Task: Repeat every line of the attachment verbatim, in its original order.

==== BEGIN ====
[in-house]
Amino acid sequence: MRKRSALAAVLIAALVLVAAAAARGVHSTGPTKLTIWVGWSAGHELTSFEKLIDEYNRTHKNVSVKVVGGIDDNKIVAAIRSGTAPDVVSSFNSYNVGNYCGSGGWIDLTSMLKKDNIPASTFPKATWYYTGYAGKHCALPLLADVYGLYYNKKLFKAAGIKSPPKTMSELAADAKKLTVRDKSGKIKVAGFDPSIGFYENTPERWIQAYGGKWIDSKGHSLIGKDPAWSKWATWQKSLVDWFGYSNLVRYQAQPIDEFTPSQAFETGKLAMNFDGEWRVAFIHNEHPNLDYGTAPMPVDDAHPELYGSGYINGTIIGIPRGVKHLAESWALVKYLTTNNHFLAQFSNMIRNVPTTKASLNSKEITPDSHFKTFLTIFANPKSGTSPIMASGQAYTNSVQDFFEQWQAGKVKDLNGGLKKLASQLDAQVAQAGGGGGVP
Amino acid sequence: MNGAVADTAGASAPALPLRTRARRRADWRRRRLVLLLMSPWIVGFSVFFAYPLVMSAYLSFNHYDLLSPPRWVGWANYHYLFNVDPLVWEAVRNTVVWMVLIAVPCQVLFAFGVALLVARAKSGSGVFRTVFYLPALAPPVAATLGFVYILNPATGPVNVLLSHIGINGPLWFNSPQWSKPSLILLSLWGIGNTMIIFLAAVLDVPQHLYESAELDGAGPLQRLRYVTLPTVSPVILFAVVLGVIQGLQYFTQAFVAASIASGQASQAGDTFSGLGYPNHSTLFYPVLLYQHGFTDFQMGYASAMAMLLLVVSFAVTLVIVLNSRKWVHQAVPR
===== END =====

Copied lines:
[in-house]
Amino acid sequence: MRKRSALAAVLIAALVLVAAAAARGVHSTGPTKLTIWVGWSAGHELTSFEKLIDEYNRTHKNVSVKVVGGIDDNKIVAAIRSGTAPDVVSSFNSYNVGNYCGSGGWIDLTSMLKKDNIPASTFPKATWYYTGYAGKHCALPLLADVYGLYYNKKLFKAAGIKSPPKTMSELAADAKKLTVRDKSGKIKVAGFDPSIGFYENTPERWIQAYGGKWIDSKGHSLIGKDPAWSKWATWQKSLVDWFGYSNLVRYQAQPIDEFTPSQAFETGKLAMNFDGEWRVAFIHNEHPNLDYGTAPMPVDDAHPELYGSGYINGTIIGIPRGVKHLAESWALVKYLTTNNHFLAQFSNMIRNVPTTKASLNSKEITPDSHFKTFLTIFANPKSGTSPIMASGQAYTNSVQDFFEQWQAGKVKDLNGGLKKLASQLDAQVAQAGGGGGVP
Amino acid sequence: MNGAVADTAGASAPALPLRTRARRRADWRRRRLVLLLMSPWIVGFSVFFAYPLVMSAYLSFNHYDLLSPPRWVGWANYHYLFNVDPLVWEAVRNTVVWMVLIAVPCQVLFAFGVALLVARAKSGSGVFRTVFYLPALAPPVAATLGFVYILNPATGPVNVLLSHIGINGPLWFNSPQWSKPSLILLSLWGIGNTMIIFLAAVLDVPQHLYESAELDGAGPLQRLRYVTLPTVSPVILFAVVLGVIQGLQYFTQAFVAASIASGQASQAGDTFSGLGYPNHSTLFYPVLLYQHGFTDFQMGYASAMAMLLLVVSFAVTLVIVLNSRKWVHQAVPR